I expected that my wife and I have three more months before we have an empty nest. Our older son Ian, who had been living with us for all 26 years of his life, is getting married in December. Perhaps I was just naïve enough to think that he would only move out a few days before his wedding. I was wrong. He moved in to his own apartment three weeks ago. And now, we have an empty nest.
Empty nest refers to the stage in a parent’s life after the children have left home.
In the Philippines, it is common for households to never turn into an empty nest. Adult single children are welcome to stay in their parents’ home for as long as they want. That could be a matter of convenience–parents need someone to take care of them in their old age and the unmarried child saves on renting or buying his or her own house–however, it is a cultural matter as well. The Filipino family remains to be tightly knit.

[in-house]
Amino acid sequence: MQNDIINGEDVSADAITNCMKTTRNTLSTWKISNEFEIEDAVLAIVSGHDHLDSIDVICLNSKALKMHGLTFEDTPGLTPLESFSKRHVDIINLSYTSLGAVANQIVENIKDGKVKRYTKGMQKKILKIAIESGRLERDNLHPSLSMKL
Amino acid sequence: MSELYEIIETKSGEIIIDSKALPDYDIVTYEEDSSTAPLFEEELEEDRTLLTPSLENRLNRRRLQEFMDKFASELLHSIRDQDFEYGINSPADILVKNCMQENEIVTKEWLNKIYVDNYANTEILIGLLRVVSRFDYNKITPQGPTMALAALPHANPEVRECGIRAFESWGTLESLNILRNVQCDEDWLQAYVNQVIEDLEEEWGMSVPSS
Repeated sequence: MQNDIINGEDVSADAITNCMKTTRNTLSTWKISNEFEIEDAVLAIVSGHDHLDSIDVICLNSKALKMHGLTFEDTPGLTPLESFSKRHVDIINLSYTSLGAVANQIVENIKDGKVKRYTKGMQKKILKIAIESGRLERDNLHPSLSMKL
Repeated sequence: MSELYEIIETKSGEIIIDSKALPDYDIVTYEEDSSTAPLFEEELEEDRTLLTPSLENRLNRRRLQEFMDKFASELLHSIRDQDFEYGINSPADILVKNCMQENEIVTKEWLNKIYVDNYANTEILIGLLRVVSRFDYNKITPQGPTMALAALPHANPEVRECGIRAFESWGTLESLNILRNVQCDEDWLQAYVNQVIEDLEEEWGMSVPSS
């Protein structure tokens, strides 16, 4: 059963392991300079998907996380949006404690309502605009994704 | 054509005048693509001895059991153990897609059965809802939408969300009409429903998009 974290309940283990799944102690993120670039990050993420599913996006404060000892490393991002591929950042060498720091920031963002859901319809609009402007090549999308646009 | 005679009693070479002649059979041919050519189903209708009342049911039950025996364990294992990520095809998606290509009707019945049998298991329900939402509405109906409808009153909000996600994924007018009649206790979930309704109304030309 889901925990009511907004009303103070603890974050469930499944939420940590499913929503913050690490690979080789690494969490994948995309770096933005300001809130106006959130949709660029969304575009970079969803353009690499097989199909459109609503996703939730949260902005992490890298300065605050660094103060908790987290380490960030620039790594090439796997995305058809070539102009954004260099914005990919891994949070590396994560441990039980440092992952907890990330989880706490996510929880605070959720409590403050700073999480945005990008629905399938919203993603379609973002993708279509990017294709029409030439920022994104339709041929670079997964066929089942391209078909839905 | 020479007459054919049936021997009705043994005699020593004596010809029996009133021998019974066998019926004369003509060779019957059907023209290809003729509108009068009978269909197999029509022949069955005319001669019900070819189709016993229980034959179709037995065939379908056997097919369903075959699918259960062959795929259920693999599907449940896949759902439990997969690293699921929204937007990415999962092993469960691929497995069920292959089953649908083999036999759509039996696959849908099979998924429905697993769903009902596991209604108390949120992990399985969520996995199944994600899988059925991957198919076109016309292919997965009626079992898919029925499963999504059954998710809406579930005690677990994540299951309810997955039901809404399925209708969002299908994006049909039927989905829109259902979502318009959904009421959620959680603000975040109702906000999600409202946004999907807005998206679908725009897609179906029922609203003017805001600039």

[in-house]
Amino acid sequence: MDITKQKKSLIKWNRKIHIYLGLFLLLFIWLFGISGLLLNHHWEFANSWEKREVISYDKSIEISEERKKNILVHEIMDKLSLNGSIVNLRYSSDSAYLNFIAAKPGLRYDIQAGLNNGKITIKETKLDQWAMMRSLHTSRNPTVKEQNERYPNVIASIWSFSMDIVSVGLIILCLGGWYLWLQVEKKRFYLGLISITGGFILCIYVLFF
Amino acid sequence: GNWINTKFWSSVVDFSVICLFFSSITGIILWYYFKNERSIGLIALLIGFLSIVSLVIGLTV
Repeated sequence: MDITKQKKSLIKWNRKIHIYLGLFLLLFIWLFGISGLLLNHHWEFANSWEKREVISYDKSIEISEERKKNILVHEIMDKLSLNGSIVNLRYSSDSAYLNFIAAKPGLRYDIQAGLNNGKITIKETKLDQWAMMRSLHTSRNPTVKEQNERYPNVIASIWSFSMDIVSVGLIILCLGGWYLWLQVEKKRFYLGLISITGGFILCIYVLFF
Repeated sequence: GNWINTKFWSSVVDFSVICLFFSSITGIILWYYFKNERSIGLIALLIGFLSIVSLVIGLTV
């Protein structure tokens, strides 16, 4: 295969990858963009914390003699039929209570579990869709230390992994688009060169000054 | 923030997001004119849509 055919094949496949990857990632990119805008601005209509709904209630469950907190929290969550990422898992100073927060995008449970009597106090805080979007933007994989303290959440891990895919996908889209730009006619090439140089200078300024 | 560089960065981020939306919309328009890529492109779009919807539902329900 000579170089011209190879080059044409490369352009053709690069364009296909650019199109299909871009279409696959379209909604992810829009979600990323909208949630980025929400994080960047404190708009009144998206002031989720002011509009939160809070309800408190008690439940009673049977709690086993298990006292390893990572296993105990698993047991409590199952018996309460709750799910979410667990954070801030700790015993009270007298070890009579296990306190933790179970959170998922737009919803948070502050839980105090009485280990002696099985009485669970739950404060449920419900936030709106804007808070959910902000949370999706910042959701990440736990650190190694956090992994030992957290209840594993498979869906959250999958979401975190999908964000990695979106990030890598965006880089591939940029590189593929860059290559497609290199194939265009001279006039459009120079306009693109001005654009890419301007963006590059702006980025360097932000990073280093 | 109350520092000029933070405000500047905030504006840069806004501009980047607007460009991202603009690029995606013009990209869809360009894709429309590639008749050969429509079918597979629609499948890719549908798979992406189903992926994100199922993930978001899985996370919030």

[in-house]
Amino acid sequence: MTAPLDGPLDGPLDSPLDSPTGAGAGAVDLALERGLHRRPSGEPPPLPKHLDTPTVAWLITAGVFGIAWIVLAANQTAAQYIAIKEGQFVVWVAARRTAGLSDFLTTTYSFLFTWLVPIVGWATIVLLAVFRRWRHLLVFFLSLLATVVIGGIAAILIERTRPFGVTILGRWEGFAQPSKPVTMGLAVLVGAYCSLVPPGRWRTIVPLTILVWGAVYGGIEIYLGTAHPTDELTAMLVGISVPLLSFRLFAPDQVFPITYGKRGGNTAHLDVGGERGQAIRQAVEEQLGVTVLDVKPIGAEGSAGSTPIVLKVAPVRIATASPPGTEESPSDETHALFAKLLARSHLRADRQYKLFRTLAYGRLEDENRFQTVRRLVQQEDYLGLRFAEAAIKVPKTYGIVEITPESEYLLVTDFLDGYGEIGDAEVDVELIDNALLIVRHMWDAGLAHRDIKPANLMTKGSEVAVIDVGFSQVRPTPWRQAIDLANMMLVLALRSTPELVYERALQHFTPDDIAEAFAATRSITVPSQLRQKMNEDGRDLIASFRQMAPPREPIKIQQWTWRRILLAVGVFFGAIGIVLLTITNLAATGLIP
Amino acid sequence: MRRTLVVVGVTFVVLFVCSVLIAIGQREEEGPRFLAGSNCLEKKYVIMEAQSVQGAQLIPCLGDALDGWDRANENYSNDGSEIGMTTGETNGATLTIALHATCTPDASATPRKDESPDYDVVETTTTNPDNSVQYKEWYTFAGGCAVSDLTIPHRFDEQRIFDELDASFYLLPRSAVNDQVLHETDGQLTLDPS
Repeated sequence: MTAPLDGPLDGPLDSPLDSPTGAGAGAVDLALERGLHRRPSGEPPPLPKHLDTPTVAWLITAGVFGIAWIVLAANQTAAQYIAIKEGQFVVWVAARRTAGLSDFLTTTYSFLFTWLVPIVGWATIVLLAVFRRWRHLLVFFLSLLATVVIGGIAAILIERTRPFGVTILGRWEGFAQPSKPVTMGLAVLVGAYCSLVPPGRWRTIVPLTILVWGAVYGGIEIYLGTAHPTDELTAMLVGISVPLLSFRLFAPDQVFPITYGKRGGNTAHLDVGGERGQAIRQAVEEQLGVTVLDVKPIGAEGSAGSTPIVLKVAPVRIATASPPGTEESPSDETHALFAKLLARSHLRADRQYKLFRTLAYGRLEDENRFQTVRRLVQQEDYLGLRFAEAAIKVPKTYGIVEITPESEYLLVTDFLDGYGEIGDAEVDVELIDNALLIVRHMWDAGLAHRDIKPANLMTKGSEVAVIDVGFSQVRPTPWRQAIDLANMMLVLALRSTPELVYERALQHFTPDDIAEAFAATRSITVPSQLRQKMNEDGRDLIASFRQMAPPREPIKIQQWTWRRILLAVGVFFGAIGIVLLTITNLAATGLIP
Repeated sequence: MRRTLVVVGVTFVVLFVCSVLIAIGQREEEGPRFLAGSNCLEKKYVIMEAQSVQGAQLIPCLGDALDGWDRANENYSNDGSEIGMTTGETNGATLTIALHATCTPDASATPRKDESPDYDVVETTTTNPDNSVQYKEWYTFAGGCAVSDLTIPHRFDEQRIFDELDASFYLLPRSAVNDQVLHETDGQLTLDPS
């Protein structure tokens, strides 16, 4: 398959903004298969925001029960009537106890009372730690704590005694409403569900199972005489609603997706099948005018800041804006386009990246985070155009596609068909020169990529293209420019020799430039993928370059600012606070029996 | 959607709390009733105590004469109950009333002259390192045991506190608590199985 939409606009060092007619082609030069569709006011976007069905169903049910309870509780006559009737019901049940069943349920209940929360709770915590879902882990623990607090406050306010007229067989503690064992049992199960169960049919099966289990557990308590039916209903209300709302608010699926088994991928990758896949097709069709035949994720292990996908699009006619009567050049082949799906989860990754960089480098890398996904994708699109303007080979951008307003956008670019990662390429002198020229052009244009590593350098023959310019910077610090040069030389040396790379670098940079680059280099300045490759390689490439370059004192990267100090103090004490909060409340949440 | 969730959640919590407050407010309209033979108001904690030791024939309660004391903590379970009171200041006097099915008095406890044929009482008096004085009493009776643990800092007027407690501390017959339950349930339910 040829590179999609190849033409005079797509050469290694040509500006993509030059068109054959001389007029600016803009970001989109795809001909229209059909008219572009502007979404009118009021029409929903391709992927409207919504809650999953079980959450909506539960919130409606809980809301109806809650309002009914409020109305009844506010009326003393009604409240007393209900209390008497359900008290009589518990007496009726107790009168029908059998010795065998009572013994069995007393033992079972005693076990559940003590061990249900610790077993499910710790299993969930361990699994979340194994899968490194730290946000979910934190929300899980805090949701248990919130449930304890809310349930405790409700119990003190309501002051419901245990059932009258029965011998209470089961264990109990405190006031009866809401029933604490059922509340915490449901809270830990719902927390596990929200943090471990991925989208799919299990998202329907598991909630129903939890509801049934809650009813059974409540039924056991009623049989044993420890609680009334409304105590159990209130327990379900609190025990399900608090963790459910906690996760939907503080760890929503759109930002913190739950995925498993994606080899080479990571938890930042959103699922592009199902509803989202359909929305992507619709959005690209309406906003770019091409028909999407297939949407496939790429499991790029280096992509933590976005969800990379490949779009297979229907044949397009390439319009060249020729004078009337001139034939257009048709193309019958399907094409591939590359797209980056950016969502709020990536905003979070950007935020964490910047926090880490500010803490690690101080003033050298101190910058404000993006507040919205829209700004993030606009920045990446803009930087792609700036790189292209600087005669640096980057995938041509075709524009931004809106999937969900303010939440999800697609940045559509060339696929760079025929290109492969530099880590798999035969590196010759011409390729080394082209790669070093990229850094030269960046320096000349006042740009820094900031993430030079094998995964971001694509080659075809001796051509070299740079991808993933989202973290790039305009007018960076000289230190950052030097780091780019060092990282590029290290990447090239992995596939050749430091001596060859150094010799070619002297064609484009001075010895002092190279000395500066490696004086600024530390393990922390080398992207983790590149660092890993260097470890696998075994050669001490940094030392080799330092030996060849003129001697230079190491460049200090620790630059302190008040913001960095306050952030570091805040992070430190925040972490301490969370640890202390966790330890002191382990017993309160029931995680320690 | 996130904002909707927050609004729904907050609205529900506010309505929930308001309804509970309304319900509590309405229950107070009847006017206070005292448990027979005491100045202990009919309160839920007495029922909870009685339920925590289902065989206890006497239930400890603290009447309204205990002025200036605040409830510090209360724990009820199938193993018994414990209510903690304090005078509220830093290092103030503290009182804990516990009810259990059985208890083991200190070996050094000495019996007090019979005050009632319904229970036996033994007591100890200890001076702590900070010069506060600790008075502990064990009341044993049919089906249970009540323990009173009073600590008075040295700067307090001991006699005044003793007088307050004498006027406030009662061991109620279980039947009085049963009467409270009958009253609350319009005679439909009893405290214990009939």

In our case, our younger son Alan left home early. Six years ago, he went to the US in order to study. After college, he remained in the US to work and to pursue graduate studies. It was heart-rending to let him go, but it helped a lot that Ian remained with us. And so when Ian moved out, I just felt the vacuum in our house and in my heart. I said to our sons:
This is it, Ian and Alan. Mom and I are officially empty-nesters. And while mom and I are secure with each other, it just doesn’t feel right and the same that both of you are officially out of our home. We had grieved your leaving, Alan, for many years. Now, we start the grieving process with regard to Ian’s moving out. We just hope that we had done what God wanted us to do in this stage of our parenting. May the Lord be glorified in your lives and that your decisions always reflect God’s good will. Happy and sad day for me. I’m sure for mom, too.
We could not keep our children in our home all our lives. That is why I do hope we were able to follow God’s standard in Proverbs 22:6–“Direct your children onto the right path, and when they are older, they will not leave it.“ Off you go, children; however, never leave the right path.